It’s also this tendency to try to make sense of what seems different. Whatever seems a little extreme compared to a baseline standard we have set for ourselves. From our expectations.
Try thinking of someone not so close to you and the image you have formed of them.
Let’s deviate a little and pause here. Why is it that someone who is close to us is not subjected to limiting labels by us? We have the capacity to see them as a whole. But we choose to see others, who are not close to us, in their parts. We then attribute these parts to the whole of them. Then of course there are also other cases where we stop consciously seeing them altogether. Commonly seen in marriages where one spouse is reduced to the function they serve.
Now going back to form an image.
I want to define. I want to define to make sense of the world. Define to put the world in order. But with this need to define, I also limit. I draw boundaries and keep drawing squares and circles. And then I think what lies within these shapes, is the shape of you. The shape of the world through the shape I have given to the world.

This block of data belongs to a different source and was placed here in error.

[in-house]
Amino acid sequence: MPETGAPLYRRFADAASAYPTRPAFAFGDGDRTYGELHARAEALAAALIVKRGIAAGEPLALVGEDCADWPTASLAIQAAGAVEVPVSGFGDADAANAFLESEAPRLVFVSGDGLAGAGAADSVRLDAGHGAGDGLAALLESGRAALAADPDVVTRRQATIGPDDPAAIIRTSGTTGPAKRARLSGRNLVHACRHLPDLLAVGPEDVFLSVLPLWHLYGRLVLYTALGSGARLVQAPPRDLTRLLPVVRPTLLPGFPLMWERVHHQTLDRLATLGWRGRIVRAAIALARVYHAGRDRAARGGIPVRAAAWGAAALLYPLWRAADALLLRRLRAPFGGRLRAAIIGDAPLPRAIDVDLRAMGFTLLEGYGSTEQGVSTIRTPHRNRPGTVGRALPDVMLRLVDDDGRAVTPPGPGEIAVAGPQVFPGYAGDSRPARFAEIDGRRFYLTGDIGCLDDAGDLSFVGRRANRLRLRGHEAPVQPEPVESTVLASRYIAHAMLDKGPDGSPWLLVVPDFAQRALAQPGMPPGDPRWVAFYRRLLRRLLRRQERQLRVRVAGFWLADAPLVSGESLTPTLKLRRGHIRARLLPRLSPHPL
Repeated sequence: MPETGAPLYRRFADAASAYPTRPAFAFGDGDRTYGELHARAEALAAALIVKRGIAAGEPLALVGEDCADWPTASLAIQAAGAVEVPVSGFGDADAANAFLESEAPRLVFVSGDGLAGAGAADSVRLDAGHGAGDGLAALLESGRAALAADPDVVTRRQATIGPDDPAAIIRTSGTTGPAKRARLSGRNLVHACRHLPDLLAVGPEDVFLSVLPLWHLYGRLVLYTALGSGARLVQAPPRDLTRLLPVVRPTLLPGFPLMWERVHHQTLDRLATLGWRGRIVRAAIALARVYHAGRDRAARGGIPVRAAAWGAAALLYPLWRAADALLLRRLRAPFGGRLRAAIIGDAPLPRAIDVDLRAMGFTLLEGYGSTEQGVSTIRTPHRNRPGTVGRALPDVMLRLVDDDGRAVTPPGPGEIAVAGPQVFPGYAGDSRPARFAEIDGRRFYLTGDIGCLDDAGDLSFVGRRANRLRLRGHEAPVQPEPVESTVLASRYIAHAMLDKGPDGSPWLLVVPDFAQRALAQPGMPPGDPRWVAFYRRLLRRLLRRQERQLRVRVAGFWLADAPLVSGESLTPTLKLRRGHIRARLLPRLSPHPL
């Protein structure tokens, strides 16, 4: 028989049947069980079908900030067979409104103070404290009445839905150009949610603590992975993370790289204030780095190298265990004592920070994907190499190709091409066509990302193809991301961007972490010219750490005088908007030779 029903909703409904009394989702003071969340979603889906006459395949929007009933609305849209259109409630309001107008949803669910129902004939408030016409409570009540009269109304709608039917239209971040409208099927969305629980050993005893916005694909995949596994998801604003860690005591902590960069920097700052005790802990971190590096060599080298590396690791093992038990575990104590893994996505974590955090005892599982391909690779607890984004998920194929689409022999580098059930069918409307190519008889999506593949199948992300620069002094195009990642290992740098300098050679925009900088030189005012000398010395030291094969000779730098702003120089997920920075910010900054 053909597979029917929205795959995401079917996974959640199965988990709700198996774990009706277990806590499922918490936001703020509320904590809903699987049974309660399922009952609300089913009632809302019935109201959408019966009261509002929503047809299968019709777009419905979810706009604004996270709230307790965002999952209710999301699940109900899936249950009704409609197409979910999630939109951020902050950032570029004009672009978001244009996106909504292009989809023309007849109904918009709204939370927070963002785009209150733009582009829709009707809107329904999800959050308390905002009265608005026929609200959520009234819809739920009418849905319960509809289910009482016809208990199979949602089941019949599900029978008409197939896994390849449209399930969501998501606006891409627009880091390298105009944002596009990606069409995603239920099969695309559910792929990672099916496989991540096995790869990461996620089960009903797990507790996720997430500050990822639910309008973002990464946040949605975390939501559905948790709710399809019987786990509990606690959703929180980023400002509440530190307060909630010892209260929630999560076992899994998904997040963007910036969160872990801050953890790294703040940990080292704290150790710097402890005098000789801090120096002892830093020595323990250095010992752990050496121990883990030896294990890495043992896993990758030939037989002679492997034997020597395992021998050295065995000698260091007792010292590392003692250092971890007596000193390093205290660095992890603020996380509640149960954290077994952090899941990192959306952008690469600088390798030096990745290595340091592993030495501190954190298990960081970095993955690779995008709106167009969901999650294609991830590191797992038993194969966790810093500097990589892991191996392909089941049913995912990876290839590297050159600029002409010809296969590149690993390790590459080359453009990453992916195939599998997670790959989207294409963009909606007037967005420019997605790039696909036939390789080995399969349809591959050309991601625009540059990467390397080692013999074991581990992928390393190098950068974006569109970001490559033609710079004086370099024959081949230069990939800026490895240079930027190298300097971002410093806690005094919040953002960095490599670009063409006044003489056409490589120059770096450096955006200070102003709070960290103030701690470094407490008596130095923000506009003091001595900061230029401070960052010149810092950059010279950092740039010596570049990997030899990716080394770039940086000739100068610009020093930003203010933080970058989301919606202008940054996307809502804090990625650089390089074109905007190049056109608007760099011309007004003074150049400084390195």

I probably can’t stop putting labels and shaping because of my need for certainty. I need to see it. And I can’t see what seems endless and expansive. For eg. at the beach, my camera focuses on the well-defined moon and the tree clear to me with the backdrop of the overwhelming vastness of the sea and sky.
A recent conversation with someone,
“Your generation likes to use condensed terms. Our generation was at odds at different points for different things”.
Another conversation with someone else,
“You are not a researcher. You do research. It’s not your whole identity, it’s part of your identity.”
Are we walking brand names? Have we reached this level of objectification? Reducing ourselves and the world to mere objects/instruments which we can select from depending on necessity, utility, desire, and preference?